Any time you can avoid cutting into the spine to remove a tumor, you should consider doing so. If your doctor tells you it can’t be done. Get a second opinion from a CyberKnife expert.

Many men who die of prostate cancer don’t have to if they would just get regular prostate cancer screenings. And CyberKnife Radiation Therapy has a 97% cure rate.

Living Life to the Fullest While Battling Cancer That Keeps Spreading

When it comes to cancer we no longer look at it as stage 4 or 3 or 2. We treat all stages of cancer often buying patients precious time. What would you do with the extra life you are given?

What Are the Types of Lung Cancer Treatments?

Did you know that lung cancer kills three times as many men as prostate cancer and twice as many women as breast cancer? Those are staggering statistics when you think about it. Also, fewer than one in seven patients will be diagnosed while lung cancer is in its...

Brain Tumor Treatment In Miami Florida

CyberKnife Radiation Therapy is an alternative noninvasive treatment for brain tumors. There is no downtime, no cutting, no anesthesia. Treatment is done on an out patient basis. You lay down on the CyberKnife table, get treated and about 45 minutes later get up and get on with your day.

Single-Dose Radiotherapy for Breast Cancer Reduces Damage to Nearby Organs

There are safer ways to treat breast cancer that spare damage to the heart and lungs.

How Effective is Radiation Therapy for Lung Cancer?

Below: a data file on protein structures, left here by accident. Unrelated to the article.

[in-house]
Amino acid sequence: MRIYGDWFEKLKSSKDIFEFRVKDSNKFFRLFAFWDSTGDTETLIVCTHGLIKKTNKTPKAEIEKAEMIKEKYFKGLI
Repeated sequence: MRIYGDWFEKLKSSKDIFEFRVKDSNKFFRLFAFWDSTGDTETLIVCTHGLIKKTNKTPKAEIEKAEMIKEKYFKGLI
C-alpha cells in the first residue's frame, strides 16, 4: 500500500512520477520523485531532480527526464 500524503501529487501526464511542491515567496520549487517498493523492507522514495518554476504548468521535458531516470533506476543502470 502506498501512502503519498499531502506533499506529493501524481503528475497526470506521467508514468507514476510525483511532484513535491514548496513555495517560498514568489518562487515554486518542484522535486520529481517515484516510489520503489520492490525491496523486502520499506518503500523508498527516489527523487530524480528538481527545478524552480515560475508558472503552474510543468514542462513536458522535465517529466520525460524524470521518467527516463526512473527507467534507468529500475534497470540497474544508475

The role of radiation therapy for lung cancer is constantly changing and evolving as techniques get more precise.  It used to be that radiation was limited to patients where surgery was not an option. But not anymore. Lung Cancer Treatment Options That’s because...

CyberKnife Brain Tumor Treatment vs Surgery

When ever you can it’s always best to avoid surgery. Today many tumors in the body, including the brain can be destroyed with CyberKnife Radiation Therapy

Breast Cancer Treatment With CyberKnife

CyberKnife Radiation Therapy can treat breast cancer in 1-to-5 sessions instead of 35 with other types of radiation. Plus it is more targeted therapy, greatly reducing the risk of damage to the lungs and heart. So why would you choose any other treatment option if you are a candidate for CyberKnife?

CyberKnife Treatment for Lung Cancer

Why would anyone risk major surgery to get rid of lung tumors when you can do it without surgery, noninvasively using CyberKnife Radiation Therapy which destorys lunng tumors with no downtime and very little risk of side effects?